A parallel is with business ideas. If one entrepreneur (say Starbucks) gets the idea that selling high priced coffee in a nicely decorated store is profitable, it is that entrepreneur’s opportunity to find how to profit from it before competitors imitate the non-patentable idea.

            All those are voluntary solutions that don’t resort to the arbitrary edict of government.

          2. @Julien Couvreur:

            I don’t think they have a greater right to profit from their work, they have a greater opportunity (they have their unreleased material, they have credit/repitation, they have first-mover advantage).

            Not really. If the proceeds from a book go to whoever is able to produce and sell the physical copy, then the person who owns the printing press has a tremendous advantage over the person who wrote the text. “First-mover advantage” doesn’t mean much if someone else can buy one of those copies on the day of release and get a cheaper, mass-produced volume to market by week’s end. You also claim the author will retain credit—but that too is only guaranteed if we recognize some form of intellectual property.

        2. Well, yes.  If it has any validity at all, it’s not as a property, but as a right — like the right to privacy.

          You can’t sell your right to privacy; you can sell the story of your life, but you still have a right to privacy.

          1. You are correct to point out that so-called “rights to privacy” belong to the family of “intellectual property rights”. My conclusion also applies to privacy. It cannot be a right. 

            If it were a right, that would mean I have a right to control other people’s use of their body (brain, speech) and property (mediums of communication).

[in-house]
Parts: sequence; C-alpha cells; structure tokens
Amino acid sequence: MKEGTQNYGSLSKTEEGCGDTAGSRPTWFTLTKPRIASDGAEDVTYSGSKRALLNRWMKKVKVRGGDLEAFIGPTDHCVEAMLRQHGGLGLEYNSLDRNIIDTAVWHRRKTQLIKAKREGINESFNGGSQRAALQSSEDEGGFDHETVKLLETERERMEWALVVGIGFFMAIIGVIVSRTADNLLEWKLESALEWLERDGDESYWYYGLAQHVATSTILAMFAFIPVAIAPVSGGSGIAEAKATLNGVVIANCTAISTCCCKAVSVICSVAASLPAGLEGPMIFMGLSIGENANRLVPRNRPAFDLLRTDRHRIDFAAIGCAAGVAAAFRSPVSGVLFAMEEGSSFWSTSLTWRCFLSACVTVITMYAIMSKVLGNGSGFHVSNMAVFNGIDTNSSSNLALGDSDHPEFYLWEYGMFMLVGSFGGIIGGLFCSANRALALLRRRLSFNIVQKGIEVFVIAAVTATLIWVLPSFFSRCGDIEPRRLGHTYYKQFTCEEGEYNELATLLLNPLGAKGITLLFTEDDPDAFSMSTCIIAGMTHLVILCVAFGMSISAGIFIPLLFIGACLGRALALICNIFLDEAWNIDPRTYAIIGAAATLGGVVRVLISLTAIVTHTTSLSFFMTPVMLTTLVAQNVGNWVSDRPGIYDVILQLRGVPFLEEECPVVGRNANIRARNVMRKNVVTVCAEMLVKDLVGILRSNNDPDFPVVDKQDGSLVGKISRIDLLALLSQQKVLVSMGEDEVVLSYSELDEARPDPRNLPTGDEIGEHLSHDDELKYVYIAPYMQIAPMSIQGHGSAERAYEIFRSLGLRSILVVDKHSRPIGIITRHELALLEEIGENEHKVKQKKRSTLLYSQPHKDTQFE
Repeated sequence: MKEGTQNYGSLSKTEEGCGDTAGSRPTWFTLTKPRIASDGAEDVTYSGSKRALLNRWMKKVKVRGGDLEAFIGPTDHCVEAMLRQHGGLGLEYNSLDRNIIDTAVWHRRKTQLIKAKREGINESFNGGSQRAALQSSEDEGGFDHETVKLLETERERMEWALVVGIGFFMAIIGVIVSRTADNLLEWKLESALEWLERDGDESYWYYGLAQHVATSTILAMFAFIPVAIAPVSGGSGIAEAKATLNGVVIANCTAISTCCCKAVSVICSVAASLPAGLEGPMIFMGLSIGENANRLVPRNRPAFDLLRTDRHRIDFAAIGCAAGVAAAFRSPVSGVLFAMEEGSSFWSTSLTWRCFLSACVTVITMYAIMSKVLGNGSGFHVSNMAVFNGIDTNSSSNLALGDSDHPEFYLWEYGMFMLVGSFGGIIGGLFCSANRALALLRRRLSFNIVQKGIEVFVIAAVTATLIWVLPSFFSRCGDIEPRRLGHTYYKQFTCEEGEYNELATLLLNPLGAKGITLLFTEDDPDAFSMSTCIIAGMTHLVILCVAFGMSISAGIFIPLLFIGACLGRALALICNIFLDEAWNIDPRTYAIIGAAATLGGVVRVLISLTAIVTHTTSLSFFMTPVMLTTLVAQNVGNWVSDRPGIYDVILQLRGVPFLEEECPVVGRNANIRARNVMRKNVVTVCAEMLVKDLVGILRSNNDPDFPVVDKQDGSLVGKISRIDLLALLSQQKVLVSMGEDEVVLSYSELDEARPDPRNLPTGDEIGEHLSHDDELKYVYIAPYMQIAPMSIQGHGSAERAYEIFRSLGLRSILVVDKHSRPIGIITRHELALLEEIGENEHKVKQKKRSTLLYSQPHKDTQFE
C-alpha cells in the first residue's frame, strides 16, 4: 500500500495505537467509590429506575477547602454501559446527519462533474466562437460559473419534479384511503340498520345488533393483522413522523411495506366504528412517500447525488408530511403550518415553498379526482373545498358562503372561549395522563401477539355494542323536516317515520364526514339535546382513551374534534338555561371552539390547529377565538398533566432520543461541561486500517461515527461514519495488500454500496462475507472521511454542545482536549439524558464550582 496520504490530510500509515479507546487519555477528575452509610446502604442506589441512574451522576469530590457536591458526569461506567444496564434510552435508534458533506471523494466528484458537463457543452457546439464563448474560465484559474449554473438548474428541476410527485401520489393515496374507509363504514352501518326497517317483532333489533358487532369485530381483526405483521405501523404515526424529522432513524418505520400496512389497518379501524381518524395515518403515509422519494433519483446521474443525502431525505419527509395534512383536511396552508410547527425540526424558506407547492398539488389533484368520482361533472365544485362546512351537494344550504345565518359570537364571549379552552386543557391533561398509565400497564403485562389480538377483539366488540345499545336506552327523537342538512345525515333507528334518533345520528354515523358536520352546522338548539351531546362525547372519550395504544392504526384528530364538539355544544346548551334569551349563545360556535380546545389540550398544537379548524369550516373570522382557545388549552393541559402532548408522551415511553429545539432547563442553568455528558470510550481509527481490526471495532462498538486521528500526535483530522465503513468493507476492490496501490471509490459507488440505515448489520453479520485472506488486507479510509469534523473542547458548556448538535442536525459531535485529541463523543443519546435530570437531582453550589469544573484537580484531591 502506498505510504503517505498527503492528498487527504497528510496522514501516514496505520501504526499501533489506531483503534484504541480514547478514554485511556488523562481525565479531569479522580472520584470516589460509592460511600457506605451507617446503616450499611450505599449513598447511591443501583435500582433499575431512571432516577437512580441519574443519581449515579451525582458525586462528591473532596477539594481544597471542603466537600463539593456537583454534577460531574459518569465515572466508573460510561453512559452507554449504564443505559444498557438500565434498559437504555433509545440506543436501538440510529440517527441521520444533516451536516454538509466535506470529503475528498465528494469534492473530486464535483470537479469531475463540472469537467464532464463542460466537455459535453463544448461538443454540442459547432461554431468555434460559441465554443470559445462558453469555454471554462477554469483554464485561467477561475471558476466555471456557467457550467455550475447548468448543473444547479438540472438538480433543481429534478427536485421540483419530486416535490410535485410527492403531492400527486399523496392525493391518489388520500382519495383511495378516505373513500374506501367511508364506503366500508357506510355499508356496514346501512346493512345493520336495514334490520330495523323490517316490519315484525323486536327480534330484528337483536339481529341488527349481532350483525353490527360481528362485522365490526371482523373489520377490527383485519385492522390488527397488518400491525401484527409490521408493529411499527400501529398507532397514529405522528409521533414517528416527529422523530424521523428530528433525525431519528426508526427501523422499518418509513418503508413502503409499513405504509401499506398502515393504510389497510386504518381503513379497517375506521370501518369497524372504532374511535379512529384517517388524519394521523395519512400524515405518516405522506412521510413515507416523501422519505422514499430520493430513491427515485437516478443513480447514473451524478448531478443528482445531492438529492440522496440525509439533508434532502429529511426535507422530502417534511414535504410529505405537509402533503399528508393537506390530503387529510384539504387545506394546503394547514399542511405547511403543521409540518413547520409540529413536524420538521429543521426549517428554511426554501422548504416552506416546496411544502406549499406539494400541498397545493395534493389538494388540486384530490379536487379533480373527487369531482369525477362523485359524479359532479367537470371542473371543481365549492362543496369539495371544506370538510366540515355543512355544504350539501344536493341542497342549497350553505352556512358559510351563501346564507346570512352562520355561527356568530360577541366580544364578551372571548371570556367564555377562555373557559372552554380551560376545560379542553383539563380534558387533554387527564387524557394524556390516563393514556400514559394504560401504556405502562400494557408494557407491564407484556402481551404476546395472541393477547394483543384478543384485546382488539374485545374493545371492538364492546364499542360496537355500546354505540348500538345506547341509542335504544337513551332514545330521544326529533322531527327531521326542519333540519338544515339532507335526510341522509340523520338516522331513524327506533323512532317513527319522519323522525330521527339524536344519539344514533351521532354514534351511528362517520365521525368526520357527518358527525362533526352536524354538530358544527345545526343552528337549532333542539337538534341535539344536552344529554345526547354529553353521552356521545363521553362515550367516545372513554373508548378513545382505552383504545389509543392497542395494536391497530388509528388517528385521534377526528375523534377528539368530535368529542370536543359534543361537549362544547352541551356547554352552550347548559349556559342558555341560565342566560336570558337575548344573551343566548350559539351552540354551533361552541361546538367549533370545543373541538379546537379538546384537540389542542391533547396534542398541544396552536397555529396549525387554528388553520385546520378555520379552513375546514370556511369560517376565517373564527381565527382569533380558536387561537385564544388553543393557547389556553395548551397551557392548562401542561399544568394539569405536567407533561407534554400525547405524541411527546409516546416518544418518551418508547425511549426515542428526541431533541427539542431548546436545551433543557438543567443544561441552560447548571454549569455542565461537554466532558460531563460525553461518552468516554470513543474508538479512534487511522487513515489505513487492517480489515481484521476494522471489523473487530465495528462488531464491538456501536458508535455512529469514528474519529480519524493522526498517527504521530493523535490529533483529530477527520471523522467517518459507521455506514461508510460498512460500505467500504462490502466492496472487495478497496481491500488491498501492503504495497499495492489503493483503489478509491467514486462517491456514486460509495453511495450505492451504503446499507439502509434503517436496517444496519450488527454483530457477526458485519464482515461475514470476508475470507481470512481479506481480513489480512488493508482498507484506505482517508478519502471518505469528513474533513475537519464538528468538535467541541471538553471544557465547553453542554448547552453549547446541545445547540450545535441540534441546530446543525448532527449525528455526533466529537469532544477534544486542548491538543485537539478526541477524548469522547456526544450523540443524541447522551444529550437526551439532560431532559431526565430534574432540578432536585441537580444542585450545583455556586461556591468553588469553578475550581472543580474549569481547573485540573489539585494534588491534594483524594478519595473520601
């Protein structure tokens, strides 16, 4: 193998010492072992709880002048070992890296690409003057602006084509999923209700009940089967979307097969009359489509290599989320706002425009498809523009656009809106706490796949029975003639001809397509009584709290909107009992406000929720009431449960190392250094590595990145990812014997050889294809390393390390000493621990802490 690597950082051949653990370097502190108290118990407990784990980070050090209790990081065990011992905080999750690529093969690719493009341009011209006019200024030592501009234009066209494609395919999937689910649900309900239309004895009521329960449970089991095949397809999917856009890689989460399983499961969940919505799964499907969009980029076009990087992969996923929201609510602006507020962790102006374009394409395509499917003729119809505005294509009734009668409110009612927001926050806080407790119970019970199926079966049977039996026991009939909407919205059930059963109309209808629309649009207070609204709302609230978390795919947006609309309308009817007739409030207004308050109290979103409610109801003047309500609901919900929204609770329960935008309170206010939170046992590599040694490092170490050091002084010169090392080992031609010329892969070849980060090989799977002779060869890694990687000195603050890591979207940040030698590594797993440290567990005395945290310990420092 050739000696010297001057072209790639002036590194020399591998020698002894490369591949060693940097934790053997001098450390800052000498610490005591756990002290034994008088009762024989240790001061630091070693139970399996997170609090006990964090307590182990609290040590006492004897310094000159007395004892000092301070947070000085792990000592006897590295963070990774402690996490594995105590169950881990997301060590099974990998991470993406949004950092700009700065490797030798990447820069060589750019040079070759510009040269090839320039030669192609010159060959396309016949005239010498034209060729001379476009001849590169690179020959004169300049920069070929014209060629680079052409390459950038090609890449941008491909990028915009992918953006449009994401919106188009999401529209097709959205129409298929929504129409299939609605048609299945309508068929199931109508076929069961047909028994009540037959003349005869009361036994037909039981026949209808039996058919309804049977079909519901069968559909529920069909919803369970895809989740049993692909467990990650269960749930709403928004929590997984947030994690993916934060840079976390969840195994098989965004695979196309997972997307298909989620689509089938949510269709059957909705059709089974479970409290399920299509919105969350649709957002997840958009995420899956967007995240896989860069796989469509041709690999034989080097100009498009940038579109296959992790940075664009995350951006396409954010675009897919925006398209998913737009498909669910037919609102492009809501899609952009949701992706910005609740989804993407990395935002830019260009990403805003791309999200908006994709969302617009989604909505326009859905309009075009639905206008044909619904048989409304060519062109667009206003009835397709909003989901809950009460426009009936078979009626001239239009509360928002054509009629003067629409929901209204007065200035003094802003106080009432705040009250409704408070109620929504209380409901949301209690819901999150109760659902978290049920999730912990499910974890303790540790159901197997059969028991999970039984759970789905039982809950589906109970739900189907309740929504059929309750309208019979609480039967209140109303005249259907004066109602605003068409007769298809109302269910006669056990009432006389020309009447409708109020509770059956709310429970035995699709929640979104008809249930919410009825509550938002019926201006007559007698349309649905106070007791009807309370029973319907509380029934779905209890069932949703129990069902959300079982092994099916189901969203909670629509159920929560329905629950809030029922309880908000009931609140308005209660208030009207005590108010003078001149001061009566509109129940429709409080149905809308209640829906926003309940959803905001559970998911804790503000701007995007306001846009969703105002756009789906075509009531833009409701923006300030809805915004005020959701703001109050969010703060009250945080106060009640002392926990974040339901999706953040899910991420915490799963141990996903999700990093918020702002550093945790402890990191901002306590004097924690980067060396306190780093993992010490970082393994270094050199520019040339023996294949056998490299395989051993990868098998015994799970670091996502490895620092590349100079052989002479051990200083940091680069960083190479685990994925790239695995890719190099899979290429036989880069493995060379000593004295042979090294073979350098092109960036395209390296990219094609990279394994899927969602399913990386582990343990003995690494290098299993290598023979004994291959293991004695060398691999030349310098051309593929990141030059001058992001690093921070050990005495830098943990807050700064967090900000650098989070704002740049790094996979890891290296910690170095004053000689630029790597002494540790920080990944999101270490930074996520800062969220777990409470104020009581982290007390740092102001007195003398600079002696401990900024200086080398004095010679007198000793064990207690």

If a passer-by sees you committing some indiscretion (or anything really), preventing that person from talking about it or writing about it absent of prior contractual agreement is partially equivalent to making him a slave. 

            If you want privacy, then contract it out (NDA agreements, confidentiality agreements, require tight privacy policies) or protect it somehow (build a wall, put blinds on your windows, wear sunglasses, go to restricted invitation-only parties, keep sensitive information secret, …).

          2. @Julien: err, no.

            Just as my right to freedom of speech does not extend to my shouting “fire” in a crowded theatre (unless it is on fire…) my right to privacy does not extend to the point where I can force people not to look at me. 

            In fact, the general rule of thumb is that my rights stop at the point where they violate your rights.  Rather obviously, I would have thought.

  4. Why are the municipalities being sued for this because they bought “infringing hardware” from a technology vendor?

    If I were the organization being targeted by this lawsuit, I would talk to the vendor and let them know that I am about to (pardon the pun) “throw them under the bus” and let them deal with this litigation as part of the insurance bond and “hold harmless” clauses of the indemity clause for which they installed this technology under the government PO and work order.

    If this vendor has sold to more than one municipality, then they could inherit the economies of scale and consolidate all of these lawsuits and see them to completion without further costs to governments.  Imagine if the vendor was a member of the Fortune 50, I think this litigation would be wrapped up very quickly.

  5. I’m going to patent the USPTO patenting system.  Then once approved, which I know it will, I will sue the USPTO patenting system for infringing on my patent.